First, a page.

Murrin, who died Jan. 30 at age 82, rose through the ranks of the former Westinghouse Electric Corp. from the factory floor to the executive suite before taking a top position in the U.S. Department of Commerce. He later served as dean of Duquesne University's business school. A graduate of Fordham University, where he played football for the legendary coach Vince Lombardi, Murrin first came to Pittsburgh in 1951 to take a job as a manufacturing and materials engineer in a Westinghouse plant. He remained with the company for the next 36 years.
In the late 1970s, Murrin was worried that the United States was losing its technological and industrial leadership. In interviews and editorials, he argued that American colleges were not producing enough graduates interested in science and technology careers. As president of Westinghouse's Public Systems division, Murrin was in a position to do something about that. In 1979, Murrin joined with CMU's Raj Reddy and Angel Jordan to found the Robotics Institute, arranging a $3 million research grant to the university from Westinghouse Electric, then a $7.4 billion Pittsburgh-based conglomerate.
Dedicated in December 1980, the Robotics Institute initially focused on such industrial projects as Westinghouse's automated "Factory of the Future," which was installed at the corporation's turbine plant in Winston-Salem, N.C., in 1981. But RI research quickly moved into many other areas, including computer vision, autonomous navigation, healthcare and medicine, and remote exploration and sensing of dangerous and distant environments, including space travel. "We owe a debt of gratitude to Mr. Murrin for his vision and for his leadership," says Matt Mason, current director of the Robotics Institute. "He had a profound effect on this university and on the growth of robotics in general."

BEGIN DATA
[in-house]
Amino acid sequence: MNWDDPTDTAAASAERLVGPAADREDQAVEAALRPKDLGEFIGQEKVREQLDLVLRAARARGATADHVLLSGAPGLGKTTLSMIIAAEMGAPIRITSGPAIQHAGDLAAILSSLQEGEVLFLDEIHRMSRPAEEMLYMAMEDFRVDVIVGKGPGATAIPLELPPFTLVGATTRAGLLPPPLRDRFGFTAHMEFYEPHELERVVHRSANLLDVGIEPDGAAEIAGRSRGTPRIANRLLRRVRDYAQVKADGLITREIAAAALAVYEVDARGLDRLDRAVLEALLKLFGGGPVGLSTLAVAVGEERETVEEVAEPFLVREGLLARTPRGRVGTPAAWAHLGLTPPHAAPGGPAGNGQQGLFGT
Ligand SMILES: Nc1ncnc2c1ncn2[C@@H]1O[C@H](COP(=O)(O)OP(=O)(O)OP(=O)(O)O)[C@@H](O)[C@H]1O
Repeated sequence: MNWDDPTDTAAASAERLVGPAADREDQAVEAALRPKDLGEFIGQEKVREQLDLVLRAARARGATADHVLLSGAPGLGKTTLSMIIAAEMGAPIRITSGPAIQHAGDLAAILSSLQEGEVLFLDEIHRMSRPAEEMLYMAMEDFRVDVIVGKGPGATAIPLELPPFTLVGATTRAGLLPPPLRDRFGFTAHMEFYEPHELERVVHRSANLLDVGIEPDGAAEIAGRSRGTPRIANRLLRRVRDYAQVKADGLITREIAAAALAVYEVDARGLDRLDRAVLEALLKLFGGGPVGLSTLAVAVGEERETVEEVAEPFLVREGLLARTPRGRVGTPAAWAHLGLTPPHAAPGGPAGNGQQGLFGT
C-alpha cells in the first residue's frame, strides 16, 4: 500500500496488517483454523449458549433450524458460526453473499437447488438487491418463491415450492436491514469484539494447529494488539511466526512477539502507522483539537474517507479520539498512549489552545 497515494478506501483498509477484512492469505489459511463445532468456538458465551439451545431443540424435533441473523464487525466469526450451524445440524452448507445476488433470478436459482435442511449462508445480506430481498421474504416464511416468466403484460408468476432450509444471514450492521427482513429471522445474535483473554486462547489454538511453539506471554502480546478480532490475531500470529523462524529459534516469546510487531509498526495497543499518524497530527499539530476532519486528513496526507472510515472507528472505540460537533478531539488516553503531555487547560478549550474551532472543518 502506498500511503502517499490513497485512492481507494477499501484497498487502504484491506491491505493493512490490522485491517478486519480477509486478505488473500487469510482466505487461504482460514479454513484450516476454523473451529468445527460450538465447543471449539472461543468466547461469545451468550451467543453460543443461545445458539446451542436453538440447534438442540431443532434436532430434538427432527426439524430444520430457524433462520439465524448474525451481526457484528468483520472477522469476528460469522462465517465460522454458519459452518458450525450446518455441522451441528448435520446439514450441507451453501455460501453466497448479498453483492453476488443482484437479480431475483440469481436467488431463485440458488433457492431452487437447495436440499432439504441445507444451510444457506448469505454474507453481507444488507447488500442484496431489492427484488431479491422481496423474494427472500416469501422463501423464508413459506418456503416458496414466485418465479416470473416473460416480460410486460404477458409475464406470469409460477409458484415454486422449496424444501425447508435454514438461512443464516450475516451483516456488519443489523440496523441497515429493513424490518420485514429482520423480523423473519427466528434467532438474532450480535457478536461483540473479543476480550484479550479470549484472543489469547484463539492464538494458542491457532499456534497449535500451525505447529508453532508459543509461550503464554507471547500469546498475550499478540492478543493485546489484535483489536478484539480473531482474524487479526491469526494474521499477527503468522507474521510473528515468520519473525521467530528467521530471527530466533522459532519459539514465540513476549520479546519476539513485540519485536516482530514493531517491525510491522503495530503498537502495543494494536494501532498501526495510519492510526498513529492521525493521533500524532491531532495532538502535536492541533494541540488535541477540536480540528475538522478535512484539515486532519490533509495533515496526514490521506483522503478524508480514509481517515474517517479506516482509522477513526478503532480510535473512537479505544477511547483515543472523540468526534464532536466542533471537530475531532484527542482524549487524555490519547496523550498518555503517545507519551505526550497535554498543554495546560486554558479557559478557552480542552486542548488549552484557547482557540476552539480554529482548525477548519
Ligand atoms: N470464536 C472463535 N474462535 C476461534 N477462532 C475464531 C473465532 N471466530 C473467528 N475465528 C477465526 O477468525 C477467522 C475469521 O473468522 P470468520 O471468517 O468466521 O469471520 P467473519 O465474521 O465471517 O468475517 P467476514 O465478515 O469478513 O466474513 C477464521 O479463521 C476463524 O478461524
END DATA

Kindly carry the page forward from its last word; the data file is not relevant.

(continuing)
Murrin, an admirer of "total quality management" and a staunch advocate for Japanese industrial principles for improving quality and productivity, was widely believed to be a candidate to become Westinghouse's next chairman. But when he was passed over for promotion (Murrin believed his blunt, no-nonsense style had offended too many people over the years), he retired. President George H.W. Bush named him deputy secretary of commerce in 1989.
Two years later, Murrin became dean of Duquesne University's business school, where he also taught a graduate-level course called "Executive Insights into Contemporary Global Issues." Former Duquesne President John Murray told the Pittsburgh Post-Gazette that Murrin's classes were always crowded: "These were unique in America. Nobody was offering these classes because they were really Murrin 101." Murrin stepped down as dean in 2000, but continued to teach until 2006, when he retired from DU as a distinguished service professor.
A fellow of the National Academy of Engineering and a former chairman of Duquesne's board of trustees as well as Fordham's board of directors, Murrin is survived by his wife of 60 years, Dee; seven daughters; one son; 12 grandchildren and a great-grandson.
Jason Togyer | 412-268-8721 | email@example.com